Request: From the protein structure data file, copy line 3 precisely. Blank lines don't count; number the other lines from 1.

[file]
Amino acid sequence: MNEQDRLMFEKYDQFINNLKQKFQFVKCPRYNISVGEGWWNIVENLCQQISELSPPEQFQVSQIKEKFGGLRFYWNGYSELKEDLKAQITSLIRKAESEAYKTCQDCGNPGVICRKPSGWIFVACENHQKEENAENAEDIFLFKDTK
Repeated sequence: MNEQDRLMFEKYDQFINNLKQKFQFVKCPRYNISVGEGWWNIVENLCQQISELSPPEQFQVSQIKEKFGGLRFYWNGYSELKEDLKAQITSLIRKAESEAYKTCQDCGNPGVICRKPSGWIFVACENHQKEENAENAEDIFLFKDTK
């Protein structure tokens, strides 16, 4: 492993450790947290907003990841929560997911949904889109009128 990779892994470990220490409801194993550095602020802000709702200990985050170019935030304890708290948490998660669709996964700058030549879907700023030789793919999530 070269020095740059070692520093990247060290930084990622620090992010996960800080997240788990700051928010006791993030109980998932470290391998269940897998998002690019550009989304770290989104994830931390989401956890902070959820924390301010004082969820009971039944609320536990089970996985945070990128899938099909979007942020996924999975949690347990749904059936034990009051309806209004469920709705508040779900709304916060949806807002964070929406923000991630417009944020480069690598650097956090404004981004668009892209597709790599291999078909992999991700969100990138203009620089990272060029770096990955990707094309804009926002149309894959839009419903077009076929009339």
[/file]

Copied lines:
């Protein structure tokens, strides 16, 4: 492993450790947290907003990841929560997911949904889109009128 990779892994470990220490409801194993550095602020802000709702200990985050170019935030304890708290948490998660669709996964700058030549879907700023030789793919999530 070269020095740059070692520093990247060290930084990622620090992010996960800080997240788990700051928010006791993030109980998932470290391998269940897998998002690019550009989304770290989104994830931390989401956890902070959820924390301010004082969820009971039944609320536990089970996985945070990128899938099909979007942020996924999975949690347990749904059936034990009051309806209004469920709705508040779900709304916060949806807002964070929406923000991630417009944020480069690598650097956090404004981004668009892209597709790599291999078909992999991700969100990138203009620089990272060029770096990955990707094309804009926002149309894959839009419903077009076929009339």